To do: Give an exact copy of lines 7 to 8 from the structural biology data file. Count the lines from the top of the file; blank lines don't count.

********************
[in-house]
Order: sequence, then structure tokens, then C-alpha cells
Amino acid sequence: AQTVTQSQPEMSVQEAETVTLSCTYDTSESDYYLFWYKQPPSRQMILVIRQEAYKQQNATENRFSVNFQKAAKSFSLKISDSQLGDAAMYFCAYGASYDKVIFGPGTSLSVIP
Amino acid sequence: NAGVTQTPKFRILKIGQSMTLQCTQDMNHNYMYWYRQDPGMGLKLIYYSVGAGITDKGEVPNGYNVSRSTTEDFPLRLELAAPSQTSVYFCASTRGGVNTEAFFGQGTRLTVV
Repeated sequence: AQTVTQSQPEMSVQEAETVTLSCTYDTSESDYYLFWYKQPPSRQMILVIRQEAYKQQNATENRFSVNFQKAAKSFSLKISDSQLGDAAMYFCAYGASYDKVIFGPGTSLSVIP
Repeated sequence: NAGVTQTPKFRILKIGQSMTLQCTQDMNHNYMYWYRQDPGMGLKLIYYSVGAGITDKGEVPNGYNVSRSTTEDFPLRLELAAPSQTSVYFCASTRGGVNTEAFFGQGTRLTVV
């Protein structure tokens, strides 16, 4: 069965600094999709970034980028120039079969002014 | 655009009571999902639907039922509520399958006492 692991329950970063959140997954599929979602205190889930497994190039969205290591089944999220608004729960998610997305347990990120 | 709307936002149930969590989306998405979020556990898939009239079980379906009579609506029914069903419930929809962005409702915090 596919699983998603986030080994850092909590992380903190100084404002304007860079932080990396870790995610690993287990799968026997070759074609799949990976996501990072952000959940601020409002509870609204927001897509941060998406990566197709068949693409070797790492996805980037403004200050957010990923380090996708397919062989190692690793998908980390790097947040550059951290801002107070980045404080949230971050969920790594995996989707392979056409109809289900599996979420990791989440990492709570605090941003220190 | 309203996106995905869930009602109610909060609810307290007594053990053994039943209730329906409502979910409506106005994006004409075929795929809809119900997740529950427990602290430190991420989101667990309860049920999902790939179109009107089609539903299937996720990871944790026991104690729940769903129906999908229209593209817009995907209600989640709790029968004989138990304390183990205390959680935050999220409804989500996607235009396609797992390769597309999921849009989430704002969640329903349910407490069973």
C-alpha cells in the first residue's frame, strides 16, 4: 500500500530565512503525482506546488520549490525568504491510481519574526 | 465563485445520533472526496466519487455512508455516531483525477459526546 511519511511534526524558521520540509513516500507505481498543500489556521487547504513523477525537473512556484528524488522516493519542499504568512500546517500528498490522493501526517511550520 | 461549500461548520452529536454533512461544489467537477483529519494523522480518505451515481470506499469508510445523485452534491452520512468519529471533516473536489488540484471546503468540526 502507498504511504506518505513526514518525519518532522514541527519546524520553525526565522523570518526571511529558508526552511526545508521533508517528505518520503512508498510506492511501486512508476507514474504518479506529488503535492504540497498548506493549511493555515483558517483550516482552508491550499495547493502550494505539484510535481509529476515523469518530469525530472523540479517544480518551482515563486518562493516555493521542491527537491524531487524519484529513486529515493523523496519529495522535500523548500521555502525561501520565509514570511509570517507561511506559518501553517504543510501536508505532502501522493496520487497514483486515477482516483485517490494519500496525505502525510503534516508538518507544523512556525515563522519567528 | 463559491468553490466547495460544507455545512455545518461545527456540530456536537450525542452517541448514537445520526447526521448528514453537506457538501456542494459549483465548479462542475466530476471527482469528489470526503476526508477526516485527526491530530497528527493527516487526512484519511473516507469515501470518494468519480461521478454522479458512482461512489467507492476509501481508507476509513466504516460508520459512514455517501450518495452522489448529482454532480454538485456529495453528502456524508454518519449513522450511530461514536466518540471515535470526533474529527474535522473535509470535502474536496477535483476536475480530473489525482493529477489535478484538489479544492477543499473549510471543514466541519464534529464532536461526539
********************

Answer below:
């Protein structure tokens, strides 16, 4: 069965600094999709970034980028120039079969002014 | 655009009571999902639907039922509520399958006492 692991329950970063959140997954599929979602205190889930497994190039969205290591089944999220608004729960998610997305347990990120 | 709307936002149930969590989306998405979020556990898939009239079980379906009579609506029914069903419930929809962005409702915090 596919699983998603986030080994850092909590992380903190100084404002304007860079932080990396870790995610690993287990799968026997070759074609799949990976996501990072952000959940601020409002509870609204927001897509941060998406990566197709068949693409070797790492996805980037403004200050957010990923380090996708397919062989190692690793998908980390790097947040550059951290801002107070980045404080949230971050969920790594995996989707392979056409109809289900599996979420990791989440990492709570605090941003220190 | 309203996106995905869930009602109610909060609810307290007594053990053994039943209730329906409502979910409506106005994006004409075929795929809809119900997740529950427990602290430190991420989101667990309860049920999902790939179109009107089609539903299937996720990871944790026991104690729940769903129906999908229209593209817009995907209600989640709790029968004989138990304390183990205390959680935050999220409804989500996607235009396609797992390769597309999921849009989430704002969640329903349910407490069973």
C-alpha cells in the first residue's frame, strides 16, 4: 500500500530565512503525482506546488520549490525568504491510481519574526 | 465563485445520533472526496466519487455512508455516531483525477459526546 511519511511534526524558521520540509513516500507505481498543500489556521487547504513523477525537473512556484528524488522516493519542499504568512500546517500528498490522493501526517511550520 | 461549500461548520452529536454533512461544489467537477483529519494523522480518505451515481470506499469508510445523485452534491452520512468519529471533516473536489488540484471546503468540526 502507498504511504506518505513526514518525519518532522514541527519546524520553525526565522523570518526571511529558508526552511526545508521533508517528505518520503512508498510506492511501486512508476507514474504518479506529488503535492504540497498548506493549511493555515483558517483550516482552508491550499495547493502550494505539484510535481509529476515523469518530469525530472523540479517544480518551482515563486518562493516555493521542491527537491524531487524519484529513486529515493523523496519529495522535500523548500521555502525561501520565509514570511509570517507561511506559518501553517504543510501536508505532502501522493496520487497514483486515477482516483485517490494519500496525505502525510503534516508538518507544523512556525515563522519567528 | 463559491468553490466547495460544507455545512455545518461545527456540530456536537450525542452517541448514537445520526447526521448528514453537506457538501456542494459549483465548479462542475466530476471527482469528489470526503476526508477526516485527526491530530497528527493527516487526512484519511473516507469515501470518494468519480461521478454522479458512482461512489467507492476509501481508507476509513466504516460508520459512514455517501450518495452522489448529482454532480454538485456529495453528502456524508454518519449513522450511530461514536466518540471515535470526533474529527474535522473535509470535502474536496477535483476536475480530473489525482493529477489535478484538489479544492477543499473549510471543514466541519464534529464532536461526539